Creating rules and guidelines for your equipment is another way you can ensure your staff doesn't engage in practices that could harm the equipment or shorten its life span. Rules and guidelines can also ensure staff are using equipment in the most efficient way possible and getting the most value out of it.

Do your research on the equipment, paying special attention to the safety practices recommended for the machinery. Manufacturer manuals and online guides can also give you information on proper equipment usage. You can do further research by speaking to more experienced operators and looking for credible tips online.

You can also review the correct storage procedures and regular maintenance schedules for the different equipment in your fleet. Knowing this information can help you craft guidelines to keep your equipment running for a long time. The equipment manufacturer should provide all the information you need to know about when certain preventative maintenance procedures should be performed.

Once you've done your research and learned more about how to best utilize your construction equipment, you can create a set of rules and guidelines for operators to follow. After drawing up the rules, communicate them to staff members so everyone is on the same page. The rules can help your equipment be better maintained, improve your equipment's efficiency and prevent mistakes from occuring.

3. Monitor Your Equipment

Keeping your fleet running in top condition is a major priority of heavy construction equipment management. One way to keep your fleet running without unexpected breakdowns or other issues is to monitor the condition of your machinery. While there are likely many different types of machines in your fleet, there are a few common red flags ranging across most equipment types, including:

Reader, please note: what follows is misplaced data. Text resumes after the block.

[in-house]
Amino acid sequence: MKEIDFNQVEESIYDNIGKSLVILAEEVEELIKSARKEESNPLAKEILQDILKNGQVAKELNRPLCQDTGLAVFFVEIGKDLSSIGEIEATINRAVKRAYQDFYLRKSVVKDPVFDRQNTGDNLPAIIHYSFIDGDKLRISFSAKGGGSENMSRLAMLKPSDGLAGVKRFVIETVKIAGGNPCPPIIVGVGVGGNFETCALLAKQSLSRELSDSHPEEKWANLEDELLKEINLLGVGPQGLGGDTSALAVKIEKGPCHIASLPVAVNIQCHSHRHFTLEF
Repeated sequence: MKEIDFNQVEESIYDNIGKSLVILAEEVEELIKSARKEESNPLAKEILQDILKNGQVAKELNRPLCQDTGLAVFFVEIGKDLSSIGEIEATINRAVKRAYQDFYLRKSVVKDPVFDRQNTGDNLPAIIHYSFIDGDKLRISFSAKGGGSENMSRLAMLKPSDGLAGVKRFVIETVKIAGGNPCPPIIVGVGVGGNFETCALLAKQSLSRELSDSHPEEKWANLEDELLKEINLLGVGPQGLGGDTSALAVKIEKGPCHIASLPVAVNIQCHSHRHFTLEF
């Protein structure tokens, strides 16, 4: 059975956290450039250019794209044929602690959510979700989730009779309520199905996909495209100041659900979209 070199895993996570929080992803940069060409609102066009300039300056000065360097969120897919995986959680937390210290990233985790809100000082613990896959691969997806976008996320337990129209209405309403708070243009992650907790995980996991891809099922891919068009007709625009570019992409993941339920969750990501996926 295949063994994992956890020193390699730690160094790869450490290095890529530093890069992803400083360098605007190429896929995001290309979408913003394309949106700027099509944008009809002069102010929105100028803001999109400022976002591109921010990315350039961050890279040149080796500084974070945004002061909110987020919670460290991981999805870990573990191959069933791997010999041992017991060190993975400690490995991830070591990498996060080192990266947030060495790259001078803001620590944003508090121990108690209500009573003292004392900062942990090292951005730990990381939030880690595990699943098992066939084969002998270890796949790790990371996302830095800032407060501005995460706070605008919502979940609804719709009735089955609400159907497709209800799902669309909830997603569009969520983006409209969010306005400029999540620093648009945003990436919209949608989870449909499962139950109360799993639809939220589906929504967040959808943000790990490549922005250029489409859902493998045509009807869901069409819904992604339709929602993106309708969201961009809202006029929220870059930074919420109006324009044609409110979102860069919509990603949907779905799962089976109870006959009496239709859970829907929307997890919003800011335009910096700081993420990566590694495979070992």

• Improper or blotchy grease fittings
  • Low coolant and fuel levels
  • Dirty air filters
  • Hairline cracks forming on the frame and welds
  • Cracks in the windshield
  • Worn tread, tires and tracks

Conducting regular inspections for these warnings signs can help you catch dangers early on before they can do major damage to your equipment. As soon as someone notices one of these warning signs, your company can take action immediately to make the repairs. While there are some costs to making these repairs, you can save money in the long run by avoiding having to make even more extensive and expensive repairs in the future.

4. Seek Dealer Assistance

A good heavy construction equipment management system often has a policy in place that identifies a dealer or the original manufacturer as the party that conducts repairs on damaged equipment. Though some of your staff may know how to make repairs, a dealer's knowledge of their equipment can't be beaten. The extra knowledge and expertise they provide ensure your equipment gets the best service and repairs available.

By getting dealers to make repairs, you can also better project your costs. When you go to an unreliable source of repairs, there's a higher chance they don't complete the repair properly. Improper repairs can cause even larger maintenance issues to pop up in the future and raise your repair expenses. As a result, you can better manage the costs and condition of your fleet by seeking dealer assistance instead of making the repairs yourself or outsourcing them to a third party.

One great example of dealer assistance is Cat® dealership support. The support team at Caterpillar can help you find the exact machinery to add to your fleet. Once you've purchased Cat equipment, our support team can assist with providing maintenance services and repairs for the machinery. Cat support technicians can perform the needed repairs. If you prefer to conduct simple repairs in-house, we can provide genuine Cat parts, resources and manuals to help you do it yourself.

5. Ensure Consistent Maintenance

Conducting preventative maintenance is one of the best things you can do to keep your equipment in the best condition possible. Start by assigning staff members to conduct regular equipment inspections to check for warning signs and other potential issues specific to the type of machine. There should be daily checks for cracks, looseness, the loss of essential parts, tire pressure, oil piping leaks and fluid levels.